Wednesday, November 26, 2008

Volker's remarks from a speech last week at Drew University

Volker's comments and my remarks in blue.

Ex-Fed chief Volcker at Drew: 'There is no magic bullet' for economy
Obama adviser says a plan is needed at start of presidency
by laura bruno • daily record • November 21, 2008

"No magic bullet" comment means that he does not believe in the Keynesian approach that utilizes large doses of government spending to restore aggregate demand.

MADISON -- Former Federal Reserve Chairman Paul Volcker, one of President-elect Barack Obama's top financial advisors, didn't let slip any of his secret advice Thursday when he addressed a room of some 40 Drew University students, professors and trustees.

He did tell them that while it's easy to get cynical and discouraged about public service after nearly a decade in Washington, (he served from 1979 to 1987), he said there is a chance that under Obama some of the excitement that was felt in the 1960's with President John F. Kennedy could see a resurgence.

Kennedy's chief economic advisor was John Kenneth Galbraith--a fervent Keynesian. Quite different from the team that Obama has assembled. There is not one Keynesian on it, so it's weird that Volker does not recognize that distinction.

He also said Obama needs to be prepared with an economic plan on inauguration day or the day after, because with General Motors and the other American auto makers on the brink of bankruptcy, Obama may have his hand forced before he has a chance to make his own choices, Volcker said.

"Forced" to do what? Let them fail? Bail them out? No specifics.

Volcker answered questions posed by former New Jersey Gov. Brendan Byrne, a fellow 1949 Princeton University graduate, who is teaching a course on politics and the media at Drew.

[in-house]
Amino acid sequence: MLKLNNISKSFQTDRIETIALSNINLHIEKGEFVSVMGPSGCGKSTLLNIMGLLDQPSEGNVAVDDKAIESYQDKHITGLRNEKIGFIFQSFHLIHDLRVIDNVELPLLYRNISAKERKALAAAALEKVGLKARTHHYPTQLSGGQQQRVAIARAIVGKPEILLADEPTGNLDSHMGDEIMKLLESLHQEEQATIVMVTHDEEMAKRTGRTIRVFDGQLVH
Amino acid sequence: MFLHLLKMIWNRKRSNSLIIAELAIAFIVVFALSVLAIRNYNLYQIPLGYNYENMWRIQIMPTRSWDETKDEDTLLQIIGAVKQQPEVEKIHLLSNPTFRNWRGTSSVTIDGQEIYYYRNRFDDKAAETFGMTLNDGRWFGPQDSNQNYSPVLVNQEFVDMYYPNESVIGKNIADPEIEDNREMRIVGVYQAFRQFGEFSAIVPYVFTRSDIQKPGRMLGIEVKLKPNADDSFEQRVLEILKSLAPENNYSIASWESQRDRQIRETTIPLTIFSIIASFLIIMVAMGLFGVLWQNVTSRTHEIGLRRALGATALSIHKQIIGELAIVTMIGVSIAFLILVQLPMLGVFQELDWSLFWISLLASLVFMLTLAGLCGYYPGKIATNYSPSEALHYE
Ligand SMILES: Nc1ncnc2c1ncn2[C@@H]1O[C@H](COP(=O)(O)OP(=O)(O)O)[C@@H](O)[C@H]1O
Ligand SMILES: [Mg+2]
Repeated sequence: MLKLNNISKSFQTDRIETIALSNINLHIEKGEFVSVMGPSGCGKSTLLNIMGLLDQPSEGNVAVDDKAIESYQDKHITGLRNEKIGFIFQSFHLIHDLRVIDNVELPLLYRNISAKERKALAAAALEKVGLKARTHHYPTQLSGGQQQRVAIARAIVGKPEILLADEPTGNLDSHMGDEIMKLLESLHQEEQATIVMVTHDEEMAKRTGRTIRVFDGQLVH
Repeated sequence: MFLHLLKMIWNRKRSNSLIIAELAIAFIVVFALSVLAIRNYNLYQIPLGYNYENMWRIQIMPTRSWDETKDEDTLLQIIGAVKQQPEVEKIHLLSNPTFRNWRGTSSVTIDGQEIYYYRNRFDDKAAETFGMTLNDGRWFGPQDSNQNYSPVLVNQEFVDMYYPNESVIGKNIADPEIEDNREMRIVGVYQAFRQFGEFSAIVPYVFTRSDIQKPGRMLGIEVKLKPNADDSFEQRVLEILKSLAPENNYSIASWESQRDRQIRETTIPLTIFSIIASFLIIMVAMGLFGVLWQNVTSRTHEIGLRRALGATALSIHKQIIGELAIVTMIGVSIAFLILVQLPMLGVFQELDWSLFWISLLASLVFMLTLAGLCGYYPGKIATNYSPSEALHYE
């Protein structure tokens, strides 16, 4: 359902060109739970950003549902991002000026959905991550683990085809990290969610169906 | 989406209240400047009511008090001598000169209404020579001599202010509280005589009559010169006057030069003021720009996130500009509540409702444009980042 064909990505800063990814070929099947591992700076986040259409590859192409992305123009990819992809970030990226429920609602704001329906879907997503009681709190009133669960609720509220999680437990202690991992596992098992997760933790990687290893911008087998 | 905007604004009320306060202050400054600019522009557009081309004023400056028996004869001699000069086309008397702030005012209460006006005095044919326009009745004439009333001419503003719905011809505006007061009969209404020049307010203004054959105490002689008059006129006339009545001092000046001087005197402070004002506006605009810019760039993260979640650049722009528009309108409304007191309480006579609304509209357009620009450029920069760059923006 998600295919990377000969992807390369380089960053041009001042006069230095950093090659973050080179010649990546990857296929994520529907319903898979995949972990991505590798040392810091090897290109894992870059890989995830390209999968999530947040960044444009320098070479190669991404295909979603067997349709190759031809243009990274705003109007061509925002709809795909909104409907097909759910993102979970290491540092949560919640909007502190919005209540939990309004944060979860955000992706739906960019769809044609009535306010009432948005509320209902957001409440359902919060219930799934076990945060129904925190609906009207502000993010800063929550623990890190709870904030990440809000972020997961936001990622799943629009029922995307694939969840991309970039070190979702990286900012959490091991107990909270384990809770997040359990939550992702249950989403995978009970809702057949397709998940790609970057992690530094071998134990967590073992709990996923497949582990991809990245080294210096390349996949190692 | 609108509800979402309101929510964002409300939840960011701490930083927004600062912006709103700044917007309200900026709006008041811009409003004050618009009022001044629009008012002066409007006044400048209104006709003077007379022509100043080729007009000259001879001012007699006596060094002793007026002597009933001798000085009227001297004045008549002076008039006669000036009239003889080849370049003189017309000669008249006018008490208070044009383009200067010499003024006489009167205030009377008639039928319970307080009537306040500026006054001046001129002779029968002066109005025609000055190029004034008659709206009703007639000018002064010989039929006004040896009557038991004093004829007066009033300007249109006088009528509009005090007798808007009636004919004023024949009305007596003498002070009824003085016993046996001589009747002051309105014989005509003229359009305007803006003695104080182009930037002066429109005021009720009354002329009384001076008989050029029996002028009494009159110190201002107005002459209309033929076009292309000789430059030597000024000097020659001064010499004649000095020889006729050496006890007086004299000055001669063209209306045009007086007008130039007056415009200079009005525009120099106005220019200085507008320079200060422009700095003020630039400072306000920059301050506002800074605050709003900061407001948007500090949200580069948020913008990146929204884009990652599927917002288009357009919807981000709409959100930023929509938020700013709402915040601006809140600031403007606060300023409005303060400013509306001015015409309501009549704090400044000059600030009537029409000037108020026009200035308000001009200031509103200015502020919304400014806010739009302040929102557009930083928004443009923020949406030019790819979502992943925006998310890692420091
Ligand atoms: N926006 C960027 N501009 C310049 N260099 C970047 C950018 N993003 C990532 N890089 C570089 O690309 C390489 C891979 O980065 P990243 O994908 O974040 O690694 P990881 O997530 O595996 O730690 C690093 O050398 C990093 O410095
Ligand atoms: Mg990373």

When Byrne asked what options there are for solving the economic crisis, Volcker had a short answer:

"Time," he said. "There is no magic bullet."

Again, this comment displays a complete mistrust of the Keynesian approach. Implies shared suffering and sacrifice by the electorate. A muddling through at best.

Sharing the stage with Volcker was former New Jersey Gov. Thomas Kean.

Volcker joked that his true mission at Drew was to offer Kean the Secretary of Treasury position on behalf of the President-elect.

Volcker has been on the short list of possible candidates for the position.

In dishing about the press, Volcker was kinder than Kean, who said the press acts in a "herd mentality" on a major story and most reporting on a complicated story is not sensible.

On this characterization of the press, Gov Kean is absolutely correct. As an aside, I lived in Jersey when Kean was governor and he was an excellent chief executive!

In contrast, Volcker said today's financial press is far more sophisticated than it was 20 years ago.

Is he joking? I find this remark to be incredible. The financial press is still pretty much clueless; views everything through the paradigm of a gold standard. But then again, so does Volker, so you can see why he lauds them.

"I have a feeling the press hasn't done such a bad job," Volcker said of the media's reporting on the financial crisis. "It's a pretty complicated story to tell."

"Press hasn't done a bad job." Unreal! No understanding of gov't finance, monetary operations, floating exchange rates, promoting the likes of Peter Schiff, Jim Rogers. Little or no perspective when it comes to economic data, deficits, debt, etc. Incessant cheerleading, entrenched ideology. Sheesh, what's Volker smoking?

And Volcker acknowledged that public relations can have a powerful effect on the powers of a new president.